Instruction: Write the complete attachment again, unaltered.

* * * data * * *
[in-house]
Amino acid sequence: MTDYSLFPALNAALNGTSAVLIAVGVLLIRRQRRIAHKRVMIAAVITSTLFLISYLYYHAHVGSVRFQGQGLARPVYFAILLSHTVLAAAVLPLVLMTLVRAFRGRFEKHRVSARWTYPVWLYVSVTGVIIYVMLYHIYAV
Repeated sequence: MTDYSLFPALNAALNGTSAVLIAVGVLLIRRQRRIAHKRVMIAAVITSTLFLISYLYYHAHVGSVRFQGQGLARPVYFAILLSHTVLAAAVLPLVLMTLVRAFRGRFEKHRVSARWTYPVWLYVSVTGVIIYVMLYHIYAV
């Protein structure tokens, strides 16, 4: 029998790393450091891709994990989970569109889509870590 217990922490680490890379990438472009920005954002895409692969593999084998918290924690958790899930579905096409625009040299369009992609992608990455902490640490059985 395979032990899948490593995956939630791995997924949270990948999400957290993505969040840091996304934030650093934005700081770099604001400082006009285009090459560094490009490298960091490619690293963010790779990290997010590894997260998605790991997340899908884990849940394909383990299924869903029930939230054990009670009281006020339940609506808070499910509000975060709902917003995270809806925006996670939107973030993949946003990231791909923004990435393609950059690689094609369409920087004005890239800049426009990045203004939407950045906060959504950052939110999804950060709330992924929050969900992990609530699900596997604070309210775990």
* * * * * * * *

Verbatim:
[in-house]
Amino acid sequence: MTDYSLFPALNAALNGTSAVLIAVGVLLIRRQRRIAHKRVMIAAVITSTLFLISYLYYHAHVGSVRFQGQGLARPVYFAILLSHTVLAAAVLPLVLMTLVRAFRGRFEKHRVSARWTYPVWLYVSVTGVIIYVMLYHIYAV
Repeated sequence: MTDYSLFPALNAALNGTSAVLIAVGVLLIRRQRRIAHKRVMIAAVITSTLFLISYLYYHAHVGSVRFQGQGLARPVYFAILLSHTVLAAAVLPLVLMTLVRAFRGRFEKHRVSARWTYPVWLYVSVTGVIIYVMLYHIYAV
């Protein structure tokens, strides 16, 4: 029998790393450091891709994990989970569109889509870590 217990922490680490890379990438472009920005954002895409692969593999084998918290924690958790899930579905096409625009040299369009992609992608990455902490640490059985 395979032990899948490593995956939630791995997924949270990948999400957290993505969040840091996304934030650093934005700081770099604001400082006009285009090459560094490009490298960091490619690293963010790779990290997010590894997260998605790991997340899908884990849940394909383990299924869903029930939230054990009670009281006020339940609506808070499910509000975060709902917003995270809806925006996670939107973030993949946003990231791909923004990435393609950059690689094609369409920087004005890239800049426009990045203004939407950045906060959504950052939110999804950060709330992924929050969900992990609530699900596997604070309210775990």